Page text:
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Bar Bulletin: Trump’s first Supreme Court nominee won’t significantly impact group, next ones could shift balance

By Geddes Anderson Jr., The Jacksonville Bar Association president

President Donald Trump announced Tuesday that he nominated 10th Circuit Court of Appeals Judge Neil Gorsuch to the U.S. Supreme Court instead of one of several more vocal conservative judges that had been considered.

Regardless of which conservative Trump selected to succeed the late Antonin Scalia, the 5-4 conservative majority will not change.

Trump’s nomination of Gorsuch replaces a conservative with a conservative, so the selection of is essentially a wash.

However, Trump’s next Supreme Court nominee stands to have a significant impact upon our nation’s jurisprudence.

The conservative majority vacillates because of  “swing justice.” Justice Anthony Kennedy votes with the court’s liberals from time to time making the court a liberal majority on some issues, so it is Trump’s next appointment that will most likely result in a 6-3 conservative majority.

Even if Justice Kennedy swings to the liberal side of a particular issue, his vote would be neutralized by five conservatives. With this Supreme Court makeup, many of its longstanding decisions could change in dramatic fashion.

During the campaign, Trump espoused his belief that one of the most important issues was the shaping of the Supreme Court.

Trump said one of the primary reasons he was elected was to follow through with his promise to nominate conservative judges to the bench and exit polling demonstrated that to be true.

On the campaign trail, Trump noted his supporters and conservatives in general did not like the trend of appointments by Democratic and Republican presidents.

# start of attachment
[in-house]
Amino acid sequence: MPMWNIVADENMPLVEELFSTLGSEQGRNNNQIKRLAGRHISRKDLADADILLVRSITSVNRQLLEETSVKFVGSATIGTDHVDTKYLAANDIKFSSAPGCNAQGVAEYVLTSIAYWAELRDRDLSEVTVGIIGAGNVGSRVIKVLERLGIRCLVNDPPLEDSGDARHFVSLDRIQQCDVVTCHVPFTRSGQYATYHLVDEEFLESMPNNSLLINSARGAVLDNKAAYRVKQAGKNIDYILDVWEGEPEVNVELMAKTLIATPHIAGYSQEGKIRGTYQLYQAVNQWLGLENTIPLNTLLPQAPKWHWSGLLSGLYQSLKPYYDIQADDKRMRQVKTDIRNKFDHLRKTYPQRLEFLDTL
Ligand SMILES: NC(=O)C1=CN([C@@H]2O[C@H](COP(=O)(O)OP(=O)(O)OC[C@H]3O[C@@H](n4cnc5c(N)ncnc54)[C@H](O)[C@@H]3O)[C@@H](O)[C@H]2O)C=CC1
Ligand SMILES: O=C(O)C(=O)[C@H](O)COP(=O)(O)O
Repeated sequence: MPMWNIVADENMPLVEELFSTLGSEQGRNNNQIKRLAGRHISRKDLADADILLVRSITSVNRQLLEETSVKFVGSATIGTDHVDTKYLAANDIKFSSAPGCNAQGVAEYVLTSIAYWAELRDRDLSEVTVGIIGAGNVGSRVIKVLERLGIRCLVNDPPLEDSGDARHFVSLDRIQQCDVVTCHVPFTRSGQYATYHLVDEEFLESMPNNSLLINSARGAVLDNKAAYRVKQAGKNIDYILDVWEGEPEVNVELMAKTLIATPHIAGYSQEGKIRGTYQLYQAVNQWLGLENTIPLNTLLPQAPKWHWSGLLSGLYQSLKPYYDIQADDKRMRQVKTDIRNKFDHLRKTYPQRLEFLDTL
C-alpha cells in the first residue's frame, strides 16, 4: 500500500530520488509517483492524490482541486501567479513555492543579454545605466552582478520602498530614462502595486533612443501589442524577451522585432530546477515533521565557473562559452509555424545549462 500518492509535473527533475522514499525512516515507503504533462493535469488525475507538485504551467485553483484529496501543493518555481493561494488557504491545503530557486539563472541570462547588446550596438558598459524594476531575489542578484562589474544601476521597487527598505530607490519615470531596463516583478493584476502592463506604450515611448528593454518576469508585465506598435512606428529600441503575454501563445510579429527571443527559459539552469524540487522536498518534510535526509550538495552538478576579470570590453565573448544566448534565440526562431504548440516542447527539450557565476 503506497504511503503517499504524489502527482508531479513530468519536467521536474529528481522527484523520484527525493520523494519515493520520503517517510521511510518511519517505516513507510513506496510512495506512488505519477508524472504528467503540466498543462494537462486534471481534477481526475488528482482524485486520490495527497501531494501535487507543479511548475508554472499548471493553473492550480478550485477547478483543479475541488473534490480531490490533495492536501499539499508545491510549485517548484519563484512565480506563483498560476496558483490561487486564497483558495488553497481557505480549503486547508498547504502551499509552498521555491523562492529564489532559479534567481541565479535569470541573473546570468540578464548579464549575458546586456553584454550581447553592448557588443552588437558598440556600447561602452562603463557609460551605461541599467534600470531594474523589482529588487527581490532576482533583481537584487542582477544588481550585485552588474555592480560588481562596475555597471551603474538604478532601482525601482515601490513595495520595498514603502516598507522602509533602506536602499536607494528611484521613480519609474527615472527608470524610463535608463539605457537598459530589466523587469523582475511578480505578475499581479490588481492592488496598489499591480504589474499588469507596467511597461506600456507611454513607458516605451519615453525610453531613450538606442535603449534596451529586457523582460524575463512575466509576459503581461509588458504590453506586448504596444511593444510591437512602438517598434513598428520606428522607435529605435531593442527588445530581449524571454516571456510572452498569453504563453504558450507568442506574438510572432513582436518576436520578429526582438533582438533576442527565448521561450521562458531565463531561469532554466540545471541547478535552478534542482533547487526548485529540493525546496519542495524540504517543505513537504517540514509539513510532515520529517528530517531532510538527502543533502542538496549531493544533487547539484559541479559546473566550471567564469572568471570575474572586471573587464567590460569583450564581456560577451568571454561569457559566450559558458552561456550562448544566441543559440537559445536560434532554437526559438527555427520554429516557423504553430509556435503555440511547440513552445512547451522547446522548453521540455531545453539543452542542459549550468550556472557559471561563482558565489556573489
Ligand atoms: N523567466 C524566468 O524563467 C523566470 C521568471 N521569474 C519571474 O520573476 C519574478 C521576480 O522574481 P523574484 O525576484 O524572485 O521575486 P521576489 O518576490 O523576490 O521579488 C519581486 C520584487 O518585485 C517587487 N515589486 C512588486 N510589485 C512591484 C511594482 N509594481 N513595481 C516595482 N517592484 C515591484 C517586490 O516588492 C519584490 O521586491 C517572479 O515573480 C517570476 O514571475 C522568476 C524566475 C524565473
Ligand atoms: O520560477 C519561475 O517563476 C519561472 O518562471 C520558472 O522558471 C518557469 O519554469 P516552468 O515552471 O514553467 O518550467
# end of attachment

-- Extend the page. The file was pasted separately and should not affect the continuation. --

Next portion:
Conservative hard-liners have certainly been disappointed by Republican appointments, including Justice David H. Souter, who joined the liberal minority before retiring during President Barack Obama’s terms in office.

Other Republican appointments –– Justices Kennedy and Sandra Day O’Connor –– have voted in unpredictable fashion as well.

Even the current chief justice, John Roberts Jr., a Republican appointment, has voted in favor of the liberal bloc in recent written opinions rejecting challenges to Obamacare.

Trump wanted to appoint someone who does not just look conservative but is actually conservative on the bench.

During his campaign, Trump promised his nominees will be truly conservative judges who have demonstrated a record of being pro-life and who will guard the right to bear arms secured by the Second Amendment.

Judge Gorsuch, an Episcopalian, would be the only Protestant justice along with three Jewish justices and five Catholic justices.

You can bet that Democrats will do their best to block any nominee by Trump as retribution for the Republican refusal to consider for nearly a year Obama’s nomination of Judge Merrick Garland.

Democrats believe the Republicans effectively stole a Supreme Court seat by their delay tactics during the Senate confirmation process.

What is the likelihood that Trump will have an opportunity to nominate more than one Supreme Court Justice?

The answer is very likely.

Justice Ruth Bader Ginsberg, the most liberal justice, will be 84 in a couple of months. The “swing justice” Anthony Kennedy is 80 and liberal justice Stephen Breyer is 78.

That means Trump could get up to three more appointments, even more likely if he is re-elected in 2020.

If we fast-forward in time, it is reasonable to project the Supreme Court could have only two liberal justices at the end of Trump’s presidency.

With an overwhelming majority of conservatives on the Supreme Court, our laws could dramatically change for generations.

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